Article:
Slovenian National Home to Host a Special Yugoslav Rock Night on Jan. 10

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At 5 p.m. on Friday, Jan. 10, the Slovenian National Home will host a special Yugoslav Rock Night (that translates into Jugoslovanska Rok Noč in Slovenian and Југословенска Pок Hоћ in Serbian) and will feature pub food from the South Slavic countries (Bosnia, Croatia, Macedonia, Montenegro, Serbia, and Slovenia).

Local DJ Stanislav Zabic, who hosts a music-related podcast, will play rock music produced in Yugoslavia between 1962 and 1991.



Zabic, who was born in 1973 in Yugoslavia but moved to the States in the 1990, says he was always surrounded by music while growing up.

“Rock ’n’ roll is very important in Yugoslavia for everyone born after 1945,” he says one night over drinks at the Whiskey Bar in Cleveland Heights. “The Beatles and Stones became popular in Yugoslavia in the 1960s, and garage rock bands followed. In the 1960s, bands started writing their own material. Prog rock became popular in the 1970s, paralleling what was going on in the West. And then everything exploded with punk rock.”



Zabic started collecting records when he was a teenager. He lost much of his collection when war broke out in Yugoslavia when he was 18.

“I lost about two-thirds of my collection if not more,” he says. “Someone came into our house and stole them, but I still have some records that my dad collected from the debris.”

In advance of Yugoslav Rock Night, Zabic provided us with a list of what he describes as “ten Yugo rock bands you need to hear before your country falls apart.”

“Yugoslovia was still a socialist country, but Yugoslavia society was really fertile for rock ’n’ roll,” he says. "The music industry — record labels and shows — was completely operating on a market economy level in a socialist country. The record business was very important and run very seriously with traveling salesman going to different towns to try to sell records."

Here’s his list of essential Yugoslavian rock bands and his description of each act.

Azra

Lyrically one of the strongest bands. After the band released a string of successful albums in the ’80s, their leader, Branimir Johnny Štulić, left his hometown of Zagreb and moved to Netherlands refusing any contact with the general public as form of a personal protest against the Yugoslav dissolution.

Bijelo Dugme

Throughout the years, this band from Sarajevo is locally the most popular band with a musical style that morphed from arena hard rock to new wave and ethnic rock. With albums still in print, they sold millions of records to the Yugoslav audience.


Boye

This all-female band coming out of the Novi Sad conceptual art community played a uniquely rhythmic and guitar heavy version of rock with lyrics that contain a uniquely defiant, yet feminine view of the world.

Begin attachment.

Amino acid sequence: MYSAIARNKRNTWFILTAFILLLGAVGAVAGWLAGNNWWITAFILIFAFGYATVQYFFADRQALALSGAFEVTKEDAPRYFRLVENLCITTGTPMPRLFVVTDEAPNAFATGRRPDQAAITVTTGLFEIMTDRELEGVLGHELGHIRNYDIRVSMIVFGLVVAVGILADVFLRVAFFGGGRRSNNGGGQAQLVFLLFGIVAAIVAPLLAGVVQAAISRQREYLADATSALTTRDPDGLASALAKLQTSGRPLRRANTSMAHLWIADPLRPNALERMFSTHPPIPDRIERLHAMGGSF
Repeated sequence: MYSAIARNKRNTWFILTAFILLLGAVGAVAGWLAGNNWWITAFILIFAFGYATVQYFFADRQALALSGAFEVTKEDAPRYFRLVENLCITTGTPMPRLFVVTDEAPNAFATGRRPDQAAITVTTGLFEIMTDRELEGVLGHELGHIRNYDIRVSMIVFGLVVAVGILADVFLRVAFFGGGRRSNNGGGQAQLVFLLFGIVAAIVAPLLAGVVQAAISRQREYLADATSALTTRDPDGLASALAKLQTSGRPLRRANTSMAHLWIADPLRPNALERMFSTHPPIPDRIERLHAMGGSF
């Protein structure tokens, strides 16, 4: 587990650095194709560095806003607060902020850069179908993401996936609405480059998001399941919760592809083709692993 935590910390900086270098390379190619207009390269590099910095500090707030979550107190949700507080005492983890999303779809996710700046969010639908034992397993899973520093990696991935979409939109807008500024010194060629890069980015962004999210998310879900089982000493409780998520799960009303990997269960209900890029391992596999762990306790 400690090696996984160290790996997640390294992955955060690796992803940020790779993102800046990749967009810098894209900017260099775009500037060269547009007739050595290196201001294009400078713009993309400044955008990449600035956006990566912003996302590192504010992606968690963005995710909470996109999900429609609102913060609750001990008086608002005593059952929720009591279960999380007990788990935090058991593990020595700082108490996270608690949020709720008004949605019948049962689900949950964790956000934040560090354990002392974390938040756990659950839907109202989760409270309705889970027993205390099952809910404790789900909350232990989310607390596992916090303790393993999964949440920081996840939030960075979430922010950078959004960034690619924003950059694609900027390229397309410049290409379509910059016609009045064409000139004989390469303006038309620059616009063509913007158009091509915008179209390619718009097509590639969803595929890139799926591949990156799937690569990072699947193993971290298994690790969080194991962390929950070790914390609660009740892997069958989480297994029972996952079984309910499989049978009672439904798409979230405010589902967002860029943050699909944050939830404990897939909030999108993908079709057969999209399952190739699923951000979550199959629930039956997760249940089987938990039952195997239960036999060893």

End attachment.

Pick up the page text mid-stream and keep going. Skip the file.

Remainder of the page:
Buldožer

This ’70s avant-garde band from Ljubljana always provoked many generations of Yugoslav youth to think beyond the box with their unique music style, and sarcastic, humorous lyrics.


Električni Orgazam

New wave band with a provocative name created music which appears to be the most accessible to the musical taste of Clevelanders, especially their all-cover album Les Chansones Populaires from 1983.

Laibach

Hailing from a little town of Trbovlje in Slovenia, this band is best known for its outrageous totalitarian image and industrial beat covers of Beatles, Stones, Queen and Sound of Music. It is the best-known Yugo Rock export.
Leb i sol

Coming from the most Southern corner of Yugoslavia, this band from Skopje is the most shining example of Yugoslav prog rock. With their intricate guitar solos and odd time signatures on drums they are the most uniquely Yugoslav band on this list.

Paraf

One of the first and most influential punk bands from Rijeka that recorded one punk album and two post-punk albums. North Ohio listeners will be amused with their song “Perspektiva,” which is an ironic tribute to Devo.


Šarlo Akrobata

Forward-thinking new wave trio of capable instrumentalists from Belgrade that uniquely combined post punk, ska and funk.

Zabranjeno pušenje

As a direct opposition to the new romantic movement in England, Sarajavo artists in the ’80s formed new primitives movement that included several strong bands (with Z.P. being the most popular), influential comedy show with three seasons on national TV and a powerful college radio station.


Yugoslav Rock Night, 5 p.m. Friday, Jan. 10, Slovenian National Home, 6409 St. Clair Ave. Tickets: $2, slovenianhome.com

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